This could go down in the books as the year sports struck out. We have had more than the usual number of drug scandals, even some convictions, point-shaving in college basketball and now the confession of a Texas Christian University booster-cum-trustee that he not only recruited football players with gifts and cash but put them on salary once they got to campus. On recruiting trips, he came to pay.
When it comes to assigning blame for this sort of thing, the culprit is usually said to be something called "TV money." Without it, collegiate sports would return to the days of pure amateurism when players would win one for the Gipper just for the fun of it. No more. Dick Lowe, the TCU trustee, tells us that "a good blue-chip running back" is worth anywhere from $10,000 to $25,000 down and $1,000 a month until either graduation or an injury parts him from the payroll.
Lowe, a former football player himself, is one of those who points a finger at TV money. He has a point. TV has made big-time football extremely lucrative. Now a winning team not only fills the stadium but sells cars clear across the country. The money from a sport such as football can keep the entire athletic program rolling in dough with -- who knows? -- a buck or two left over for such extracurricular activities as research and teaching. Some schools are quaint that way.
But with all due regard to the expertise of Lowe when it comes to corrupting the young and feckless, let me suggest that money is not the whole story. Athletes who perform before empty bleachers -- weightlifters, for instance -- are also corrupted. Many are alleged to use steroids and growth hormones, not because their performance will fill the stadium or, upon graduation, result in a contract with some pro team, but because they lust for what they think is the ultimate -- winning. These young men risk injury and death through the use of these drugs just so they can win. For some of them, winning's not everything or the only thing. It's the last thing.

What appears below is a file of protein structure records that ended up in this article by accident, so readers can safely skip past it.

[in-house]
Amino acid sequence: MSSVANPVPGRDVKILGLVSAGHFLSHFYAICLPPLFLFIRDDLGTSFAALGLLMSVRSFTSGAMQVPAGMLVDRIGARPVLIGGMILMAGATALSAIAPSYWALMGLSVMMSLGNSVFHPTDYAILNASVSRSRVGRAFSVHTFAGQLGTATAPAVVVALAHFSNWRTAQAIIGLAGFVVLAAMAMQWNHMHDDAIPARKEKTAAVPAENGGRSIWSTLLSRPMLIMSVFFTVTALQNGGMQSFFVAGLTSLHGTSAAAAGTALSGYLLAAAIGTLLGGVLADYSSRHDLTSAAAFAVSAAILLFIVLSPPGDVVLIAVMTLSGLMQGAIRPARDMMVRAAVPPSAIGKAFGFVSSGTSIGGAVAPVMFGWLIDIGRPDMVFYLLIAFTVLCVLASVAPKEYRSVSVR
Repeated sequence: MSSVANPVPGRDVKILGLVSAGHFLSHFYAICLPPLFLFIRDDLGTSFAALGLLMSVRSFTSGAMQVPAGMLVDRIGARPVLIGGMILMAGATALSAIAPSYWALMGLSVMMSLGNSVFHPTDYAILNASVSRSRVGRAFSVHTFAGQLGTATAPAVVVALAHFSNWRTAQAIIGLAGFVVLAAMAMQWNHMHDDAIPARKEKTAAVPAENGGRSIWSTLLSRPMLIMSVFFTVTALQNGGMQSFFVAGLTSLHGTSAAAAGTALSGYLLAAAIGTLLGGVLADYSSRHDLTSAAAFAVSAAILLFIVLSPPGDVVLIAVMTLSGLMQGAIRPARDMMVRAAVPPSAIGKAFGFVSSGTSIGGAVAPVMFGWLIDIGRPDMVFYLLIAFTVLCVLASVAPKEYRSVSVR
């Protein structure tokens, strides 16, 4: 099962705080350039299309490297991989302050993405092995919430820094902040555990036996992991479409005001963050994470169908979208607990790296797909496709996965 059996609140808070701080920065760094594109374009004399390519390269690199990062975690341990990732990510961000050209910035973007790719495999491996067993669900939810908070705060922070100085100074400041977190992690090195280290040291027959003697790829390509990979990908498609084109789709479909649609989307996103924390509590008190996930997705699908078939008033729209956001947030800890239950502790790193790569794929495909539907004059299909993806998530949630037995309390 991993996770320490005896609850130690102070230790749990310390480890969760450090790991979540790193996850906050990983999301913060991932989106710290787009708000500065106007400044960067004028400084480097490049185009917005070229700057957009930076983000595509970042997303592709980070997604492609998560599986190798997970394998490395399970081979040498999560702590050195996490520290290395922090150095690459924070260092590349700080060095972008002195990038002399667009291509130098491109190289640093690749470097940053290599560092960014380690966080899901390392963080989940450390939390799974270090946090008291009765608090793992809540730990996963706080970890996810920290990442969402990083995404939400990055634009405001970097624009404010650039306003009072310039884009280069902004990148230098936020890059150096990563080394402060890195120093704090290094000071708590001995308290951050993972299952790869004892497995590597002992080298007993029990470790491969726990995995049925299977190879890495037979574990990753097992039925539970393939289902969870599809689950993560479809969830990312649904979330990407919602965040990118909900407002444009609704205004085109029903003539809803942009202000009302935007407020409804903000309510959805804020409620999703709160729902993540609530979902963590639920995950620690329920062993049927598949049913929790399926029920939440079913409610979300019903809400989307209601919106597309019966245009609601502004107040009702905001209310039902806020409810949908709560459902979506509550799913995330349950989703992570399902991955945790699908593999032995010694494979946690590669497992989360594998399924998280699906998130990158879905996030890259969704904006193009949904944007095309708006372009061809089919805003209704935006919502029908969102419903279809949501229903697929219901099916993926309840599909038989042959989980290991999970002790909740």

Sports, as an NBC promo suggests, has been turned into a metaphor for war in which anything goes. A certain team, we are told by a voice right out of the March of Time, "takes no prisoners." Gee, they must be tough. Coaches talk about losing as if it were death itself -- and not just in the pros, where money is on the line. High school and college coaches utter the same nonsense, forgetting they're instructing young people in a sport and not sending Iranian teen-agers across an Iraqi minefield.
Coaches are not the only ones who talk this way. Sports broadcasters, many of them former jocks themselves, either promote the same ethic or never question it. They nearly choke with admiration at the discipline of a 12-year- old who rises to swim at 4 a.m. without suggesting that there is such a thing as carrying things too far. They proclaim the brilliance of coaches who are martinets, and never pause to wonder about those poor souls who hobble off the field after being injured. The game just goes on.
Winning is important. But first and foremost sports is supposed to be about building character. If winning means taking illegal drugs, if it means risking your health and your life, if it means paying athletes, boosting grades, recruiting athletes who are practically illiterate and sending them out into the world with nothing but a fading ability to run 100 yards, then sports is becoming the personification of the doctrine that the end justifies the means. Instead of building character, it destroys it.
Lowe, the TCU booster, has to be given credit for 'fessing up and renouncing his former ways. But he is instructive nevertheless. Unlike the players, he could not go on to the pros. Unlike the coach, his job was never on the line. Unlike the president of the school, he never had to meet the payroll. Nevertheless, he and people like him wanted to win so badly they corrupted their school, their sport, young athletes and, for good measure, themselves. When it comes to losing, that has to be an indoor record.